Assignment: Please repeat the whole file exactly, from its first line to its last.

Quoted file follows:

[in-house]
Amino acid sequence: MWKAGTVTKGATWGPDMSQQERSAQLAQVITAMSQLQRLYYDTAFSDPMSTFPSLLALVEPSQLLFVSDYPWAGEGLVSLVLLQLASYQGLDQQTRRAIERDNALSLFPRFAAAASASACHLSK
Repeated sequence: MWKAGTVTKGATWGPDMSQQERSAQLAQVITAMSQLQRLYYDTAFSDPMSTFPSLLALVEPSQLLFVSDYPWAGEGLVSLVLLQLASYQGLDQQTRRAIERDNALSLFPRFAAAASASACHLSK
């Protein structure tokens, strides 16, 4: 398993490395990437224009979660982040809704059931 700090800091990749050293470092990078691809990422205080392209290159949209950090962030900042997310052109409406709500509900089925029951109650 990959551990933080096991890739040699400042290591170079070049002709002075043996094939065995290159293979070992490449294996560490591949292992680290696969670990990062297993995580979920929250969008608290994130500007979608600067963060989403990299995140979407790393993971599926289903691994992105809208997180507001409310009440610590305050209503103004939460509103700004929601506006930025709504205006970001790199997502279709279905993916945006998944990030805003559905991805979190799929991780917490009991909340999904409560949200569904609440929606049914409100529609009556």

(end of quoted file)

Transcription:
[in-house]
Amino acid sequence: MWKAGTVTKGATWGPDMSQQERSAQLAQVITAMSQLQRLYYDTAFSDPMSTFPSLLALVEPSQLLFVSDYPWAGEGLVSLVLLQLASYQGLDQQTRRAIERDNALSLFPRFAAAASASACHLSK
Repeated sequence: MWKAGTVTKGATWGPDMSQQERSAQLAQVITAMSQLQRLYYDTAFSDPMSTFPSLLALVEPSQLLFVSDYPWAGEGLVSLVLLQLASYQGLDQQTRRAIERDNALSLFPRFAAAASASACHLSK
């Protein structure tokens, strides 16, 4: 398993490395990437224009979660982040809704059931 700090800091990749050293470092990078691809990422205080392209290159949209950090962030900042997310052109409406709500509900089925029951109650 990959551990933080096991890739040699400042290591170079070049002709002075043996094939065995290159293979070992490449294996560490591949292992680290696969670990990062297993995580979920929250969008608290994130500007979608600067963060989403990299995140979407790393993971599926289903691994992105809208997180507001409310009440610590305050209503103004939460509103700004929601506006930025709504205006970001790199997502279709279905993916945006998944990030805003559905991805979190799929991780917490009991909340999904409560949200569904609440929606049914409100529609009556």